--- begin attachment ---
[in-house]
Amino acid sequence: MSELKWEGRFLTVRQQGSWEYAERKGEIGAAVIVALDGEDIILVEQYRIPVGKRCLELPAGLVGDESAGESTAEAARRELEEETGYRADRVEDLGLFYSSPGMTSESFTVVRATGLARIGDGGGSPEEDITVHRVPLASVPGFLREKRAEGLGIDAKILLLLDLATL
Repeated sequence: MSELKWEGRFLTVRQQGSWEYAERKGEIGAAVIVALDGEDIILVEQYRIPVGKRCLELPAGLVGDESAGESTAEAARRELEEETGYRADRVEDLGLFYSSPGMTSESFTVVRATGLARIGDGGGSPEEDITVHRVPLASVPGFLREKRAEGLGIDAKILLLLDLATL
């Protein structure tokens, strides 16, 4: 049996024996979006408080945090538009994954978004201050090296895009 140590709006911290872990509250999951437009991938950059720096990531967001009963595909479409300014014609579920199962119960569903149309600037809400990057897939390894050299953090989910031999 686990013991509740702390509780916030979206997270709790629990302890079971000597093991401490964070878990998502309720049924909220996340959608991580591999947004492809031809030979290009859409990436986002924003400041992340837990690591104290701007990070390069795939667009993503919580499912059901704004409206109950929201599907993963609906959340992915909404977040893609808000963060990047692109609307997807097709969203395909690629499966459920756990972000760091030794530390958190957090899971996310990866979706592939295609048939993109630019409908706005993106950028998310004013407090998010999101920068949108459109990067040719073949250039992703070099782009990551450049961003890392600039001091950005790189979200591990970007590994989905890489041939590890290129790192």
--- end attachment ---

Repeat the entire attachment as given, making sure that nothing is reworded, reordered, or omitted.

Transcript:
[in-house]
Amino acid sequence: MSELKWEGRFLTVRQQGSWEYAERKGEIGAAVIVALDGEDIILVEQYRIPVGKRCLELPAGLVGDESAGESTAEAARRELEEETGYRADRVEDLGLFYSSPGMTSESFTVVRATGLARIGDGGGSPEEDITVHRVPLASVPGFLREKRAEGLGIDAKILLLLDLATL
Repeated sequence: MSELKWEGRFLTVRQQGSWEYAERKGEIGAAVIVALDGEDIILVEQYRIPVGKRCLELPAGLVGDESAGESTAEAARRELEEETGYRADRVEDLGLFYSSPGMTSESFTVVRATGLARIGDGGGSPEEDITVHRVPLASVPGFLREKRAEGLGIDAKILLLLDLATL
């Protein structure tokens, strides 16, 4: 049996024996979006408080945090538009994954978004201050090296895009 140590709006911290872990509250999951437009991938950059720096990531967001009963595909479409300014014609579920199962119960569903149309600037809400990057897939390894050299953090989910031999 686990013991509740702390509780916030979206997270709790629990302890079971000597093991401490964070878990998502309720049924909220996340959608991580591999947004492809031809030979290009859409990436986002924003400041992340837990690591104290701007990070390069795939667009993503919580499912059901704004409206109950929201599907993963609906959340992915909404977040893609808000963060990047692109609307997807097709969203395909690629499966459920756990972000760091030794530390958190957090899971996310990866979706592939295609048939993109630019409908706005993106950028998310004013407090998010999101920068949108459109990067040719073949250039992703070099782009990551450049961003890392600039001091950005790189979200591990970007590994989905890489041939590890290129790192």